There would only be 2 good reasons why I would move back to California. Well…truthfully, there probably are 4,098 reasons why I LOVED living in California, but only 2 of those reasons are valid at 1:15 a.m. when I’m absolutely craving something munchy, something savory, something a little crisp, something that goes great with a nice, cold beer. Fried Baby Artichokes is one of those reasons. (I’ll write the other reason, , in another post)
In San Francisco, I would frequent a Spanish Tapas restaurant called Esperpento, where they had a dish called Alcachofas a la Plancha – which translates to “an artichoke dish that gives you midnight cravings that Godiva chocolate cannot even cure.”
Well, as of today, I now only have 1 good reason left to move back to California (sorry Mr. Arnold Schwarzen-gold-digger) because I’ve just re-created that dish even better than I remember it to taste!
Artichokes are in season now until end of May – the baby artichokes are so tender and sweet. The best part is that you don’t have to worry about the vicious choke stabbing at your throat – the baby artichoke is almost all edible. Just snap away the outer leaves until you reach the light, pale colored leaves. The choke is actually very soft and fuzzy – totally edible.
Ok, a correction– according to the bible, McGee’s On Food and Cooking, the little artichokes are not babies at all. They are fully grown adult artichokes that are grown close to the ground and not on the main stalk. Therefore, they grow slowwwwlllllyy and their chokes do not develop. But what the heck, I like the sound of “Baby Artichokes” much better than “Malnourished Under-Achieving Chokes.”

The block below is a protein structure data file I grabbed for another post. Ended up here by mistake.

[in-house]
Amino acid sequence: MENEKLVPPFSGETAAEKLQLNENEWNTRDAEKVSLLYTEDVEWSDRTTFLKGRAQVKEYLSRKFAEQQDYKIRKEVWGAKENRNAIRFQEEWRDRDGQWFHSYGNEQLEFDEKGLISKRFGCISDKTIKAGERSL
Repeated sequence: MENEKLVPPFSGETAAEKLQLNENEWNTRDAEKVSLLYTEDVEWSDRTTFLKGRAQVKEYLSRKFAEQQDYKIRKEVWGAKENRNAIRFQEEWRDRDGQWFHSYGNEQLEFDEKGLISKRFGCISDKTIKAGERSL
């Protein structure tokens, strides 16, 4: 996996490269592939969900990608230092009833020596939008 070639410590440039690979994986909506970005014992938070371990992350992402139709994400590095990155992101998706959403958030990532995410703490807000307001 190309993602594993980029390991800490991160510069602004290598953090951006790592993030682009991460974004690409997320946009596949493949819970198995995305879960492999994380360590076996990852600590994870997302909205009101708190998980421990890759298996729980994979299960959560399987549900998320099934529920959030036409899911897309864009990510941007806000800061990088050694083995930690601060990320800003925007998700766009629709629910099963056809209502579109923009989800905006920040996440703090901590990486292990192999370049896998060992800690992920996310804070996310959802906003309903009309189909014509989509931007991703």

I pan fry them in olive oil and garlic until the leaves are charred little wisps that gave a nice, satisfying crunch. Please try these while your supermarket or farmer’s market has them fresh!
Have your bowl with lemon/water ready. Snap off the outer layers of the leaves until you get to smooth, light pale green leaves.
With sharp paring knife again, peel the dark green layer off the stem. Also cut off the top 1″ of the artichoke.
Now, with top of the artichoke facing down against the cutting board, cut the artichoke into thin 1/4″ slices. Place slices in lemon water. Repeat with remaining artichokes.
The artichokes should be no larger than 3" wide. Any bigger than that I wouldn't consider them babies - I'd probably call them big mamma runts with pokey chokey chokes.
Important Note - if you don't cook the artichokes long enough, they will taste bitter. So make sure that you only have 1 layer of artichokes in the pan at a time. Make sure that you cook them through. The best way to judge? Snag a piece and taste! They should be tender at the heart, and charred-crisp at the edge.
In a large skillet, put enough olive oil to at least cover the bottom of the pan. Let the olive oil heat up over medium-high heat. When hot, add the garlic and fry until fragrant, about 15 seconds. Add only enough artichoke slices to make 1 layer in the pan (you may have to do this in a couple of batches). You don't want to overcrowd the pan, otherwise the artichokes will steam, not fry.
Fry the artichokes until the edges are a little charred and crispy, about 5 minutes, flipping over once. Repeat with remaining.
Top with a sprinkling of kosher salt, pepper and a squeeze of lemon.
Here are other great dishes to go with your Fried Baby Artichokes: